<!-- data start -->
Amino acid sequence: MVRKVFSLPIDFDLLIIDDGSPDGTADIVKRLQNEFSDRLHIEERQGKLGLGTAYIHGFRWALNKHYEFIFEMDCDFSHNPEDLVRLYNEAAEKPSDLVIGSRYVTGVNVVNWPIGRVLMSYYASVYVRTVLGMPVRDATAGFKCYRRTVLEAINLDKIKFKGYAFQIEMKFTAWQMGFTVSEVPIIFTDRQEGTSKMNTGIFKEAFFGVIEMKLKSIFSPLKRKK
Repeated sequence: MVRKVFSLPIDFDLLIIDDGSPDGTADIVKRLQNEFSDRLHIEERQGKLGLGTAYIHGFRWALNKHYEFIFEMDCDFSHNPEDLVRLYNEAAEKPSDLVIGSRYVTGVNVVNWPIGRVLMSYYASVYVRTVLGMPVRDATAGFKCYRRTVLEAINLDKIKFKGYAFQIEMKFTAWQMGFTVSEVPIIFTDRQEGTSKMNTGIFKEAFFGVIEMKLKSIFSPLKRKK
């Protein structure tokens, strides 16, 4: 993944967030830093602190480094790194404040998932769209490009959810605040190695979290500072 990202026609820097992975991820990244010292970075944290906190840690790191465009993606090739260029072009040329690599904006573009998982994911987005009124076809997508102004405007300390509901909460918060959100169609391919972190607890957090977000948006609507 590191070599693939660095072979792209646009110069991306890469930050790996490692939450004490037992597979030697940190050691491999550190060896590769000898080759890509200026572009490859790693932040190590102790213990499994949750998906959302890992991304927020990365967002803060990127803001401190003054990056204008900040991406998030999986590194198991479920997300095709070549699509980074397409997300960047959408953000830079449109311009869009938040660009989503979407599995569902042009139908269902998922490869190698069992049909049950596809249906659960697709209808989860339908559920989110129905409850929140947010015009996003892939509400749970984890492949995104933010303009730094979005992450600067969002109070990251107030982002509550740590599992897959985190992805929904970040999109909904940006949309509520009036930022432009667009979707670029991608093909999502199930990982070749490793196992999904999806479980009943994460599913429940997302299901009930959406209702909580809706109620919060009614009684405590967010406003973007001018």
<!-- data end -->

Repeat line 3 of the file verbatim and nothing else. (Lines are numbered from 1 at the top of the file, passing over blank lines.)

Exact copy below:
């Protein structure tokens, strides 16, 4: 993944967030830093602190480094790194404040998932769209490009959810605040190695979290500072 990202026609820097992975991820990244010292970075944290906190840690790191465009993606090739260029072009040329690599904006573009998982994911987005009124076809997508102004405007300390509901909460918060959100169609391919972190607890957090977000948006609507 590191070599693939660095072979792209646009110069991306890469930050790996490692939450004490037992597979030697940190050691491999550190060896590769000898080759890509200026572009490859790693932040190590102790213990499994949750998906959302890992991304927020990365967002803060990127803001401190003054990056204008900040991406998030999986590194198991479920997300095709070549699509980074397409997300960047959408953000830079449109311009869009938040660009989503979407599995569902042009139908269902998922490869190698069992049909049950596809249906659960697709209808989860339908559920989110129905409850929140947010015009996003892939509400749970984890492949995104933010303009730094979005992450600067969002109070990251107030982002509550740590599992897959985190992805929904970040999109909904940006949309509520009036930022432009667009979707670029991608093909999502199930990982070749490793196992999904999806479980009943994460599913429940997302299901009930959406209702909580809706109620919060009614009684405590967010406003973007001018």